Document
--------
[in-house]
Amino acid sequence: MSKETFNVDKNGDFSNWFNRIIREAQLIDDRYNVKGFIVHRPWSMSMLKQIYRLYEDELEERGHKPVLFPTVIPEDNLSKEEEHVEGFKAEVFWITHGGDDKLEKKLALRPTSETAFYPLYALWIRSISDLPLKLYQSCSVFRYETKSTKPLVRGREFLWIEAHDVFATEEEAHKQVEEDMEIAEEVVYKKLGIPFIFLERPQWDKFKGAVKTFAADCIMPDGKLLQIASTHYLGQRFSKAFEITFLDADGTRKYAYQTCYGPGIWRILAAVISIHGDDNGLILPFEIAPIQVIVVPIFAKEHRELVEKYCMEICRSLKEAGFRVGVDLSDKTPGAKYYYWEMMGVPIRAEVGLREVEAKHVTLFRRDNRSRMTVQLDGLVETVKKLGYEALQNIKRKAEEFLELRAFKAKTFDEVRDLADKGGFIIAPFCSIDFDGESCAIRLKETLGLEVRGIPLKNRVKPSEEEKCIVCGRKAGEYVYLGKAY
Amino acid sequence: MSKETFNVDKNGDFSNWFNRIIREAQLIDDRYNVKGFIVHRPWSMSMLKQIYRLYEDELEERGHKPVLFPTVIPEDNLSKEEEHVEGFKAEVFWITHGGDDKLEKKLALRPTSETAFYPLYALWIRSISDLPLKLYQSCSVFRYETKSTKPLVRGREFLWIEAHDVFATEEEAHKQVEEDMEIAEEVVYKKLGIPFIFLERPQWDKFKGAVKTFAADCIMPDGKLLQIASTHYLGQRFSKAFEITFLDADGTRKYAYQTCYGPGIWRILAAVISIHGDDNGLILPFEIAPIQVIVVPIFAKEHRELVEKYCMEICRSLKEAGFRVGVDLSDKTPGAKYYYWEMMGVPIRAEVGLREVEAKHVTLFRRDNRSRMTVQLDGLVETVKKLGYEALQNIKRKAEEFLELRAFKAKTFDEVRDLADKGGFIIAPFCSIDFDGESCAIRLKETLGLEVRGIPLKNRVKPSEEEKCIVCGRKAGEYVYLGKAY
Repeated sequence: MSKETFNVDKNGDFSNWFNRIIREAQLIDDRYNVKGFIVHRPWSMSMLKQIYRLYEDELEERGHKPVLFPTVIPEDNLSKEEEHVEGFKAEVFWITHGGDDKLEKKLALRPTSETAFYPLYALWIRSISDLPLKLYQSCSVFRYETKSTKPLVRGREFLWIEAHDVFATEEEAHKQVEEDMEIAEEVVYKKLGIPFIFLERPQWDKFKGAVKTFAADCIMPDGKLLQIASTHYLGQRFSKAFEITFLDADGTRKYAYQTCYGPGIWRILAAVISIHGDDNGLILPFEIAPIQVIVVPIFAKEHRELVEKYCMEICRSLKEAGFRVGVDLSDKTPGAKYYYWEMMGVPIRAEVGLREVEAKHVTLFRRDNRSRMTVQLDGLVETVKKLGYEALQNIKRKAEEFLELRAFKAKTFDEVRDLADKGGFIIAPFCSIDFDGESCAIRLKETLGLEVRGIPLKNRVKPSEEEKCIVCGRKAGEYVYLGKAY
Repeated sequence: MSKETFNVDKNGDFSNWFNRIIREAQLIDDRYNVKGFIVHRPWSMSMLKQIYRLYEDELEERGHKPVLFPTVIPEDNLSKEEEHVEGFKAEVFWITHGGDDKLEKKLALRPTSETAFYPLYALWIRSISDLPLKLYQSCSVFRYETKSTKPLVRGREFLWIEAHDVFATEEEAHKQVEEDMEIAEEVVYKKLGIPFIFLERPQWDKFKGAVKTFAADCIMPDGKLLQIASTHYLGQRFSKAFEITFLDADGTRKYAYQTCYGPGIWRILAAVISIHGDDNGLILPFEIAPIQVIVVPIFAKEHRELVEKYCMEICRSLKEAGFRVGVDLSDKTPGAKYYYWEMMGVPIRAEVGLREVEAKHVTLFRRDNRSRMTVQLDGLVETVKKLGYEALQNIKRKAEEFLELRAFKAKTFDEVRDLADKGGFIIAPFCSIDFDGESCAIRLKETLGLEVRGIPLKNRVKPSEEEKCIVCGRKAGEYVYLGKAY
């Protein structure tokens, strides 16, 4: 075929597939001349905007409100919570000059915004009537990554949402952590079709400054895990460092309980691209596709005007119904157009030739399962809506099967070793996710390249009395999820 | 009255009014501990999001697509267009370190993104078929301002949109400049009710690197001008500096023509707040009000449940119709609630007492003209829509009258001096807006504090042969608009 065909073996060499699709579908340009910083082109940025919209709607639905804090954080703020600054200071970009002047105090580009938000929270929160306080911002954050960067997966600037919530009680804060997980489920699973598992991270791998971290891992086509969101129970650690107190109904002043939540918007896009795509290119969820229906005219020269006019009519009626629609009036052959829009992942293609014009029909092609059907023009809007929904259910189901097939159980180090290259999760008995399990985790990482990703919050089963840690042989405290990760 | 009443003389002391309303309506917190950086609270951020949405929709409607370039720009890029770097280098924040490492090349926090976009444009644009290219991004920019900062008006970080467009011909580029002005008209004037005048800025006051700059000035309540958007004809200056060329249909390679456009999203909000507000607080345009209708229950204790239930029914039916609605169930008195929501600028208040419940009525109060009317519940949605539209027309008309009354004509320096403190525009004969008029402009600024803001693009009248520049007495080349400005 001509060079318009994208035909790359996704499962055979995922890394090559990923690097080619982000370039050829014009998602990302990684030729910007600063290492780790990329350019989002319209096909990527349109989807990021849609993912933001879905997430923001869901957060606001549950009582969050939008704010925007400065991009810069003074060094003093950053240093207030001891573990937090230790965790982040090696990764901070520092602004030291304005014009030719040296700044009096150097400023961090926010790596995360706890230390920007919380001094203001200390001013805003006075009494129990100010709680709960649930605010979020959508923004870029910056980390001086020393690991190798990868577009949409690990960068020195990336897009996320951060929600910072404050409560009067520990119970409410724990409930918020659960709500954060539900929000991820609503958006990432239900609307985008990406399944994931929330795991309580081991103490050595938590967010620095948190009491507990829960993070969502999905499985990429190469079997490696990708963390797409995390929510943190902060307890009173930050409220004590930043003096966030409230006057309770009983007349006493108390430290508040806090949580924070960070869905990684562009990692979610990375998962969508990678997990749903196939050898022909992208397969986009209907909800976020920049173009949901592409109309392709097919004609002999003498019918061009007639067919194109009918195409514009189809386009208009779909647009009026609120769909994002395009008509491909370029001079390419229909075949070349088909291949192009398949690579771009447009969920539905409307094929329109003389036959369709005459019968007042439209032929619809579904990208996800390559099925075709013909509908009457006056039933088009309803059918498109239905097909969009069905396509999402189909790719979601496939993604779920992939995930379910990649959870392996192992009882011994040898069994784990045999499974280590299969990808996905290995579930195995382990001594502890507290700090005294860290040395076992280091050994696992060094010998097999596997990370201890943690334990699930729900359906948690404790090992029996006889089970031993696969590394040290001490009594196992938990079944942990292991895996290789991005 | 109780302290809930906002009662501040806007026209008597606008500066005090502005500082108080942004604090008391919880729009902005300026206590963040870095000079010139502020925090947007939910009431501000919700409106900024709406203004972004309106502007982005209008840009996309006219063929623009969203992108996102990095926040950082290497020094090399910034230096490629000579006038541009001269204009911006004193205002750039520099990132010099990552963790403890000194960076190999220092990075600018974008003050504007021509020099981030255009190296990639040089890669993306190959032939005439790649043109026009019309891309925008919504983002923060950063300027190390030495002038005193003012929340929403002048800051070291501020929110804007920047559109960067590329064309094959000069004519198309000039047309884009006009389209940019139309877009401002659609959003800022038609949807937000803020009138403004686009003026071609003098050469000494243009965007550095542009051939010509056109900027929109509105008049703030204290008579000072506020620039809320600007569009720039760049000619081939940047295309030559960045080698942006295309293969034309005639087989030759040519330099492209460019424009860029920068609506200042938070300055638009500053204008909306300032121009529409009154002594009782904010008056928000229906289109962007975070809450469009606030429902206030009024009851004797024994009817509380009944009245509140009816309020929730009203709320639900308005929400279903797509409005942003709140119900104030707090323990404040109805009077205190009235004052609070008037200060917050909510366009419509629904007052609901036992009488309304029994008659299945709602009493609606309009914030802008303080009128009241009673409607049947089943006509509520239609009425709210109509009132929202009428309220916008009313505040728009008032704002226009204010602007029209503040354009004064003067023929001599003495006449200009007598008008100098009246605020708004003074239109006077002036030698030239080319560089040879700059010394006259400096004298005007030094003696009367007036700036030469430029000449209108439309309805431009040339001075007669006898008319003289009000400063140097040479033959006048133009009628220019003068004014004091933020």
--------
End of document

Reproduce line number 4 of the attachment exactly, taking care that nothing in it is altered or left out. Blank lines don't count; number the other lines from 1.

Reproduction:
Repeated sequence: MSKETFNVDKNGDFSNWFNRIIREAQLIDDRYNVKGFIVHRPWSMSMLKQIYRLYEDELEERGHKPVLFPTVIPEDNLSKEEEHVEGFKAEVFWITHGGDDKLEKKLALRPTSETAFYPLYALWIRSISDLPLKLYQSCSVFRYETKSTKPLVRGREFLWIEAHDVFATEEEAHKQVEEDMEIAEEVVYKKLGIPFIFLERPQWDKFKGAVKTFAADCIMPDGKLLQIASTHYLGQRFSKAFEITFLDADGTRKYAYQTCYGPGIWRILAAVISIHGDDNGLILPFEIAPIQVIVVPIFAKEHRELVEKYCMEICRSLKEAGFRVGVDLSDKTPGAKYYYWEMMGVPIRAEVGLREVEAKHVTLFRRDNRSRMTVQLDGLVETVKKLGYEALQNIKRKAEEFLELRAFKAKTFDEVRDLADKGGFIIAPFCSIDFDGESCAIRLKETLGLEVRGIPLKNRVKPSEEEKCIVCGRKAGEYVYLGKAY